The Fate of Fausto Book Events

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Oliver Jeffers Studio is pleased to celebrate the launch of The Fate of Fausto with a week of book events in London!

September 9 - September 15, 2019

September 9
Creative Review / House of Illustration in conversation with Eliza Williams

King’s Place, 90 York Way

September 12 - 24
The Fate of Fausto Exhibition
2-5 Sackville Street

September 14
Signing at Waterstones Kensington
193 Kensington High Street

September 14
Signing at Waterstones Oxford
William Blake House
Broad Street, Oxford

September 15
Signing at Waterstones Oxford
11a Union Galleries
Broadmead, Bristol

September 15
The Egg Theatre
Theatre Royal Bath
Sawclose, Bath

The Fate of Fausto: A Painted Fable

“Almost 5 years ago I wrote a short story about a man who believed he owned everything.
I sidelined it to make way for Here We Are as that felt a more important book at the time. Three years ago I began working on art for this story, which was then made sporadically over the course of almost a year at the esteemed Idem Editions lithography press in Paris, and now The Fate Of Fausto is finally ready to be released. A fable of the follies of arrogance, greed, and the our relationship with nature, it felt timely 5 years ago when I wrote it, but, sadly, it feels urgent now. “ - Oliver Jeffers

The Fate of Fausto is nearly here! view the book trailer here and in London, opening September 13th at Sotheran’s Rare Book & Print Shop, Oliver is please to present The Fate of Fausto launch exhibition of artworks and artifacts that take a look at the story behind the story.

Oliver Jeffers exhibition distills a world in flux

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Creative Review, article by Megan Williams. Read the full story.

Most widely known for his children’s books, Jeffers returns with a new exhibition that holds a magnifying glass over the chaos of the world we live in Observations on Modern Life takes a critical glance at the current socio-political climate in various parts of the world, drawing – sometimes literally – on geography and cartography as starting points. The exhibition, which has just opened at London’s Lazinc gallery, features roughly 50 pieces created by Jeffers over the past ten years, among them sculptures, paintings, collages and found images.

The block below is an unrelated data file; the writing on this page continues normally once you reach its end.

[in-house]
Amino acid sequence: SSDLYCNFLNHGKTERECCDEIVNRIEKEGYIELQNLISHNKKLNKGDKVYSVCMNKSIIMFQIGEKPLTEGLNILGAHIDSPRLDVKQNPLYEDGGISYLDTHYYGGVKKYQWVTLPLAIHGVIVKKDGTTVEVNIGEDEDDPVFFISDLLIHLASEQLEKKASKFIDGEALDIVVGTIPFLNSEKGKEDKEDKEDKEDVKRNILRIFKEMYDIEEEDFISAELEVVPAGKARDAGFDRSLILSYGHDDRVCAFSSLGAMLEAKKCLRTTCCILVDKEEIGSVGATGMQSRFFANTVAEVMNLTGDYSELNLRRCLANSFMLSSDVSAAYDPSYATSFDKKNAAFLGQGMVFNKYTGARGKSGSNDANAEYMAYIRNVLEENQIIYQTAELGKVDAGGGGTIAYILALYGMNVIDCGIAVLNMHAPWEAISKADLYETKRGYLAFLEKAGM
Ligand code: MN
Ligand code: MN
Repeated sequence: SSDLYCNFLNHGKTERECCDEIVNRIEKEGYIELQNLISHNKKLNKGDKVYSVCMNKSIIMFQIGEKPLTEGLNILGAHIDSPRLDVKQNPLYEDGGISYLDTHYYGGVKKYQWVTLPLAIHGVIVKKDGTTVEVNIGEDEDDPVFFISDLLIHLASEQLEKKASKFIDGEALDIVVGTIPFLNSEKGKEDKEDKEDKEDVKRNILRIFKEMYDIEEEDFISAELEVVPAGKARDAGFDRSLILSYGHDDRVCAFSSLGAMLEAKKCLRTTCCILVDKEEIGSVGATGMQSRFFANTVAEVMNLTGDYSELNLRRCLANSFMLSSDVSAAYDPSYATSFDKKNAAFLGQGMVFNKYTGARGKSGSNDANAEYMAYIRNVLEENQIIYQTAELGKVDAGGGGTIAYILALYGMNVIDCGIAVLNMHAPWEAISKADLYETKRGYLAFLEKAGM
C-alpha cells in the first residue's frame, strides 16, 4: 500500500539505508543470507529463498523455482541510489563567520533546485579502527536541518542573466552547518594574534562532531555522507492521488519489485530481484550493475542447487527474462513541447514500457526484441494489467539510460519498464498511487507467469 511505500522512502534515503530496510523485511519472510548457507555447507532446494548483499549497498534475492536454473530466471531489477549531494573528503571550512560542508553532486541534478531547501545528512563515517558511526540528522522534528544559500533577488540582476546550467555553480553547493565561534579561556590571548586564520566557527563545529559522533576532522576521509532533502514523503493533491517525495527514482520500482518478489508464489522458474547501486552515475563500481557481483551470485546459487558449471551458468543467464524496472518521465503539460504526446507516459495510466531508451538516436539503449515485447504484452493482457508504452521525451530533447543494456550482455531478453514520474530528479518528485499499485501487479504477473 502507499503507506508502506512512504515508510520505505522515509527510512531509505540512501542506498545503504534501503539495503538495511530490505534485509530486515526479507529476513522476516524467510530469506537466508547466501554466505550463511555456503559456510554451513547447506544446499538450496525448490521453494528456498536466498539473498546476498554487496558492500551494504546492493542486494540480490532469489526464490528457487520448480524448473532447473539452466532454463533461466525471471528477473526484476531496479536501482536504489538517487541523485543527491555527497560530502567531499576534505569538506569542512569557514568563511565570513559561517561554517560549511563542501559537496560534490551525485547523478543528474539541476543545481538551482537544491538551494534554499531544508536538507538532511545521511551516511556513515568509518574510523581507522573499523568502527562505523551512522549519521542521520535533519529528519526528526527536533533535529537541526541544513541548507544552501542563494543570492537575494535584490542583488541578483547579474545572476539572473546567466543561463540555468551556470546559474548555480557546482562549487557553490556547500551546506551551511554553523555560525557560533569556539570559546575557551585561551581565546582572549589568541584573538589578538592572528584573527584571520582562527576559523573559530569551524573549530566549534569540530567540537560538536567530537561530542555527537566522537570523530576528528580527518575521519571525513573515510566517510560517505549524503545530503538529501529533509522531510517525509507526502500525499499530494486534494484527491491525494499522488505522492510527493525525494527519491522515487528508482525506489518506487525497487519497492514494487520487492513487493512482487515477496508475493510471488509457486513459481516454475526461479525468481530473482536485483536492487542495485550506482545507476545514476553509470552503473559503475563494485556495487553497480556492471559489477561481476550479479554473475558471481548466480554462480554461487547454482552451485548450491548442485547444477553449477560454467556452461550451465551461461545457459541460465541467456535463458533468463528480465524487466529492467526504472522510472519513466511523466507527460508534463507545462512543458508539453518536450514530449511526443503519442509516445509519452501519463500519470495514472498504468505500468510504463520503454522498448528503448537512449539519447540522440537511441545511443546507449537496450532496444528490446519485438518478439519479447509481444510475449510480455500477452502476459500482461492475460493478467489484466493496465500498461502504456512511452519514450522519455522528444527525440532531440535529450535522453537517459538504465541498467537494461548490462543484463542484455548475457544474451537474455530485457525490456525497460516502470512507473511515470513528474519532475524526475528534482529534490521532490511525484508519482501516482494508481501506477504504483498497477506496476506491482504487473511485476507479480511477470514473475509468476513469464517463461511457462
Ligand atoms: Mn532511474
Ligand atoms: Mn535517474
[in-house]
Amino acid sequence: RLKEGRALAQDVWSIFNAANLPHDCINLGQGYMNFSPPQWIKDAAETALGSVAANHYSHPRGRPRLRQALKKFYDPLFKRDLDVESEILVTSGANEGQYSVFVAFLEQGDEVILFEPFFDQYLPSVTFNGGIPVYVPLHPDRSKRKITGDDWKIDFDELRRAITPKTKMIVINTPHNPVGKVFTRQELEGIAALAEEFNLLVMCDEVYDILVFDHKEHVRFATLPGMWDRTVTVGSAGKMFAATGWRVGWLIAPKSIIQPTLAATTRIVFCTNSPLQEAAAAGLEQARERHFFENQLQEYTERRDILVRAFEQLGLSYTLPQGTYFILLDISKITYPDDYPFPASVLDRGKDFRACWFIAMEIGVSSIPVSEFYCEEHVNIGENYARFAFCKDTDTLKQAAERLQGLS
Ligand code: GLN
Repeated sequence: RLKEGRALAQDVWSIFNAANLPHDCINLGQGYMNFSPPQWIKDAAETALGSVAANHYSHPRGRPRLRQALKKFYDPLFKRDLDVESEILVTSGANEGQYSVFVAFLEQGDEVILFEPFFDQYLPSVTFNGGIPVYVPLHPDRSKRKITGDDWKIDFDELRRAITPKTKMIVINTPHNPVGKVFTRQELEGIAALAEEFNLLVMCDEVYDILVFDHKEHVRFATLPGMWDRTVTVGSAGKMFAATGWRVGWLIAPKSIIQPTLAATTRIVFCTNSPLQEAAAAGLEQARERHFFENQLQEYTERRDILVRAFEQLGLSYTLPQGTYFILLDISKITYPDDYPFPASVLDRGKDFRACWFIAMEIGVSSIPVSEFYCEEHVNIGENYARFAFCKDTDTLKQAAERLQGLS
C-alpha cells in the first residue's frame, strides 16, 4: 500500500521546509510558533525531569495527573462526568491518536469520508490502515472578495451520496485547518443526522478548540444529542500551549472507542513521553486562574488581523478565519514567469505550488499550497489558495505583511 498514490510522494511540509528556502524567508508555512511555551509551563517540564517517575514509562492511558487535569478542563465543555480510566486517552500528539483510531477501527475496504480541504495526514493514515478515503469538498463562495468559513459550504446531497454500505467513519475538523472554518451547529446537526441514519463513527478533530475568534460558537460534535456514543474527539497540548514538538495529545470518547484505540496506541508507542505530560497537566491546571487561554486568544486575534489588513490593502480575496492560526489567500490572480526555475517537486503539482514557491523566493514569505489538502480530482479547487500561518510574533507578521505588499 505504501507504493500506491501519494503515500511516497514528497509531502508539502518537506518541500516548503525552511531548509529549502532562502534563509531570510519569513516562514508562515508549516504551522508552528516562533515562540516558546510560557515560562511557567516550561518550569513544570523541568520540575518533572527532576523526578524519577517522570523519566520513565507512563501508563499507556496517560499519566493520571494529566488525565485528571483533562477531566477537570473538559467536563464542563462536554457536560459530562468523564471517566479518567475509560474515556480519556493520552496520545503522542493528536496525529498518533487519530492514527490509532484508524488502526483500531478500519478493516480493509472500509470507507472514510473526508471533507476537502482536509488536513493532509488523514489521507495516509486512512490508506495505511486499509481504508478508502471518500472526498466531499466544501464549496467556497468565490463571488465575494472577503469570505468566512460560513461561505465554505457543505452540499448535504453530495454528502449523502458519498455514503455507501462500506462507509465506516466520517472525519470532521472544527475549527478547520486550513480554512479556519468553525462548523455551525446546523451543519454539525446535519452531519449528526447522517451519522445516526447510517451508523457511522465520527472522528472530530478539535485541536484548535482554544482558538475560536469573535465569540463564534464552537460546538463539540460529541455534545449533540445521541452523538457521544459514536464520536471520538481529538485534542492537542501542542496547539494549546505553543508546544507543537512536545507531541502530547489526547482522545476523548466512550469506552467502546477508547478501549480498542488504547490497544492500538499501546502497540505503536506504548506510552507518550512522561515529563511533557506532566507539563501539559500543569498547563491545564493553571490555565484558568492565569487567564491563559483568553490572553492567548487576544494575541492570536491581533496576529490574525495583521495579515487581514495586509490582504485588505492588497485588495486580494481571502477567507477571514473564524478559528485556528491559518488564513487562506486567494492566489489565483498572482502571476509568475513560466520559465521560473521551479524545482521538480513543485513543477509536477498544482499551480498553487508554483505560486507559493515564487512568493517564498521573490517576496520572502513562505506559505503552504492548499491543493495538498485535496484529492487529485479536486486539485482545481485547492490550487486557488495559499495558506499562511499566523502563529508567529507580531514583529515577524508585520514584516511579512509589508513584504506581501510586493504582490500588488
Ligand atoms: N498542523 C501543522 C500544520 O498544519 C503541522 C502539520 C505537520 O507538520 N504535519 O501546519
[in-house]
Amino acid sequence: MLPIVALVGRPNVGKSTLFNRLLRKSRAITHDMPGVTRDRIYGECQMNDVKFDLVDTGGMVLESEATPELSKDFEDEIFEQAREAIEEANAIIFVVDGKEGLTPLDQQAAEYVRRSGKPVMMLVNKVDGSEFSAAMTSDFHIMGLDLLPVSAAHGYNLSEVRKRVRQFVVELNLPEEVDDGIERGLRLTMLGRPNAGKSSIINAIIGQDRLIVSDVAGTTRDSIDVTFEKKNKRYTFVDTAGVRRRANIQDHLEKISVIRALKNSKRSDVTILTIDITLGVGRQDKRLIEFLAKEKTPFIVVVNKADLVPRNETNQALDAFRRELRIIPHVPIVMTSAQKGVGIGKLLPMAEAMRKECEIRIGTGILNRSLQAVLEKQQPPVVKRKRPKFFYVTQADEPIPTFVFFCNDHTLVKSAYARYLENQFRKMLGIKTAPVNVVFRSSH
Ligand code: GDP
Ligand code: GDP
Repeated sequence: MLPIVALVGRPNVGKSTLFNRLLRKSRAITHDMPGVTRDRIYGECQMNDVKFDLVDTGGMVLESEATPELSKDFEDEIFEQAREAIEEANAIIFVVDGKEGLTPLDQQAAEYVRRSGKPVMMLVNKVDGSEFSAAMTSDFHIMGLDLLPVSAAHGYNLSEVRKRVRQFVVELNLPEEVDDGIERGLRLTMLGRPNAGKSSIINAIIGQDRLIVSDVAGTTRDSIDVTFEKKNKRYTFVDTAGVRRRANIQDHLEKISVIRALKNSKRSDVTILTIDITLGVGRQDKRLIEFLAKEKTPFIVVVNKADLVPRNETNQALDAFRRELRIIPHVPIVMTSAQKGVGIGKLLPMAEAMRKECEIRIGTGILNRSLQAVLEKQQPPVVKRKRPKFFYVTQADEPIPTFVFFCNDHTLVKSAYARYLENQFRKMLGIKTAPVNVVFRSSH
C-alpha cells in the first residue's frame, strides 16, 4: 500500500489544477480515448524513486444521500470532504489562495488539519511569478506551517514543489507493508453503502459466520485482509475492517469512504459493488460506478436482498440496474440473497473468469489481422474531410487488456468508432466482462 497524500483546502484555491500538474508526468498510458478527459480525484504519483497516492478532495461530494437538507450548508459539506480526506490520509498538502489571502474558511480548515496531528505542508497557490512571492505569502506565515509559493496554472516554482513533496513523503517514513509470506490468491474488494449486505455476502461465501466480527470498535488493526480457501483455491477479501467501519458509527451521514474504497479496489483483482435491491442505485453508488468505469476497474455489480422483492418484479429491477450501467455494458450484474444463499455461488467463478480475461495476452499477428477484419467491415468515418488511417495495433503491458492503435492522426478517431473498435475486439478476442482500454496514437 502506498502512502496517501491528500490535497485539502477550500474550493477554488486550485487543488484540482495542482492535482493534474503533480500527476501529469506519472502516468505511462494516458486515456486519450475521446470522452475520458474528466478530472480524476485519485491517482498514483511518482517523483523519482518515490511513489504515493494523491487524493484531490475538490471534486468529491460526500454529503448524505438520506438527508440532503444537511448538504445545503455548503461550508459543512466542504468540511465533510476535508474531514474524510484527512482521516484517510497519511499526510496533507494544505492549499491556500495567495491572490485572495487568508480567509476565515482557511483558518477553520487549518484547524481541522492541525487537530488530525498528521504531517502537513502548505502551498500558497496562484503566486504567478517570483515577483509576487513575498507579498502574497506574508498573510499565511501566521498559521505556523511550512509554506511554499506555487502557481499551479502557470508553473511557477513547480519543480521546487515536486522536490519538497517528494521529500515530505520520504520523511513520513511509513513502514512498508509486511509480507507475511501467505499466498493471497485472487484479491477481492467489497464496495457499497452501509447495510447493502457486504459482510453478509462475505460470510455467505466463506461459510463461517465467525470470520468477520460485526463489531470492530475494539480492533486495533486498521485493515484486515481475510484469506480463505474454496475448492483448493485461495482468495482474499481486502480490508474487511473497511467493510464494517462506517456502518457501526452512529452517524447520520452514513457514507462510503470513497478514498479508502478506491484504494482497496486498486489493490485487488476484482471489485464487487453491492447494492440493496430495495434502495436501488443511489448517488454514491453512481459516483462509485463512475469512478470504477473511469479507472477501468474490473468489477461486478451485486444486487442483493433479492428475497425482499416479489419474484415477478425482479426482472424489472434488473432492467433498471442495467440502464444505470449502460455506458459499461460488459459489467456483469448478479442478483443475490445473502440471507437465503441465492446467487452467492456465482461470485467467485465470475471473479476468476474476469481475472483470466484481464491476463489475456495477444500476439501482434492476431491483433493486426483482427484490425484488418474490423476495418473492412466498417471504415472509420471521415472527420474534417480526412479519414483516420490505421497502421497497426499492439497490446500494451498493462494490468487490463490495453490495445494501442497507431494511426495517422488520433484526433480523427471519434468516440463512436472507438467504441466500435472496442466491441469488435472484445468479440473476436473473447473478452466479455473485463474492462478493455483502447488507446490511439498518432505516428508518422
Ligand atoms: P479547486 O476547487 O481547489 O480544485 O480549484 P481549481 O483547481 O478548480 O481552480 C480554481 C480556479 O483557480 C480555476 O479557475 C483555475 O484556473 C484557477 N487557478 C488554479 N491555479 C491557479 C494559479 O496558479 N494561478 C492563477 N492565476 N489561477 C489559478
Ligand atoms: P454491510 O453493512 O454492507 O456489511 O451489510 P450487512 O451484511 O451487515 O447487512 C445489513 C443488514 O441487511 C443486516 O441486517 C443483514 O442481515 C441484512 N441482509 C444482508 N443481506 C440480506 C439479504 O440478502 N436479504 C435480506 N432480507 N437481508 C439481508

“In recent years I have started taking political motivations for how maps have been drawn, and turning them on their head, using the visual language of cartography as a means to make other social commentary,” Jeffers said of his work. His oil painting Map of Land and Sea with Borders is a perfect embodiment of this, the world’s existing borders haphazardly skewed into new territories and seas. “By making environmental, apolitical and sometimes humorous comments on maps and globes, I have been addressing issues I feel strongly about regarding how random maps are in the first place, how arbitrary the carving up of things and drawing of borders are.”

Although Observations on Modern Life plays host to decidedly grown up subject matters, Jeffers teases the same childlike character and quiet sense of humour he’s become known for over time. And despite what the name of the exhibition suggests, his work doesn’t seem to make observations but rather ask questions – something children master with unflinching ease.